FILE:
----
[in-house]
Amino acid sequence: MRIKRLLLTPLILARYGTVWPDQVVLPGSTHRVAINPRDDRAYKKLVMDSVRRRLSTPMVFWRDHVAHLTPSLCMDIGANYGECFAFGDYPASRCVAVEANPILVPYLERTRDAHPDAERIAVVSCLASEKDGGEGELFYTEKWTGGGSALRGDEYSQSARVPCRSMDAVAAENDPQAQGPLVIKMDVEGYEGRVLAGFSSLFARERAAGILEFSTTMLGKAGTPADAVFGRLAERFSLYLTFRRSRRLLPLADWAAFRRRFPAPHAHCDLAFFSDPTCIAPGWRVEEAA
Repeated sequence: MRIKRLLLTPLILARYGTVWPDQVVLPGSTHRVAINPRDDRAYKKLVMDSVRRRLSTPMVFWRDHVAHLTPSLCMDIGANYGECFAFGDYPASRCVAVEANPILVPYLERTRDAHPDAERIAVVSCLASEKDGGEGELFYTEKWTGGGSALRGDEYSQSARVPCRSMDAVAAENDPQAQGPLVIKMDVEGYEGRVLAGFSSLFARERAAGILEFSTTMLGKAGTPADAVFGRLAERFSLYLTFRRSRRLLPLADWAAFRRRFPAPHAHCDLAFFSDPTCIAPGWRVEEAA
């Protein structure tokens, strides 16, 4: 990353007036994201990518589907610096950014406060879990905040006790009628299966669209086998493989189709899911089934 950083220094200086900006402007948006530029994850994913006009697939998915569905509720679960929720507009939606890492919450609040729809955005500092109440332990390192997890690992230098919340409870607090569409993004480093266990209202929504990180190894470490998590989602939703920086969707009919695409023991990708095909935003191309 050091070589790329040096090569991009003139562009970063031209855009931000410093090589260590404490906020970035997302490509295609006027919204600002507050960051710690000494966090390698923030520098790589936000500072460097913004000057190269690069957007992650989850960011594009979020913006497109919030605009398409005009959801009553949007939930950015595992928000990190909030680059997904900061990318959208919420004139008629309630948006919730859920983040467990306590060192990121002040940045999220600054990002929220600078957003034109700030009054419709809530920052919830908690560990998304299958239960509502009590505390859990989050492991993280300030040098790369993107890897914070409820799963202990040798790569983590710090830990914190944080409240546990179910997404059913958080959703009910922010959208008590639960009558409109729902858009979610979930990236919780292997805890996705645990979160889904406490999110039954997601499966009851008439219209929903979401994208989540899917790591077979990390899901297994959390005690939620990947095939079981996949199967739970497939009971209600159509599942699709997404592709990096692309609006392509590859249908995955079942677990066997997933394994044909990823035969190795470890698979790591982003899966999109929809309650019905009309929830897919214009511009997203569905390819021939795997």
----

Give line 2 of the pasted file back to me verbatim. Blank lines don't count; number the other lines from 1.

Amino acid sequence: MRIKRLLLTPLILARYGTVWPDQVVLPGSTHRVAINPRDDRAYKKLVMDSVRRRLSTPMVFWRDHVAHLTPSLCMDIGANYGECFAFGDYPASRCVAVEANPILVPYLERTRDAHPDAERIAVVSCLASEKDGGEGELFYTEKWTGGGSALRGDEYSQSARVPCRSMDAVAAENDPQAQGPLVIKMDVEGYEGRVLAGFSSLFARERAAGILEFSTTMLGKAGTPADAVFGRLAERFSLYLTFRRSRRLLPLADWAAFRRRFPAPHAHCDLAFFSDPTCIAPGWRVEEAA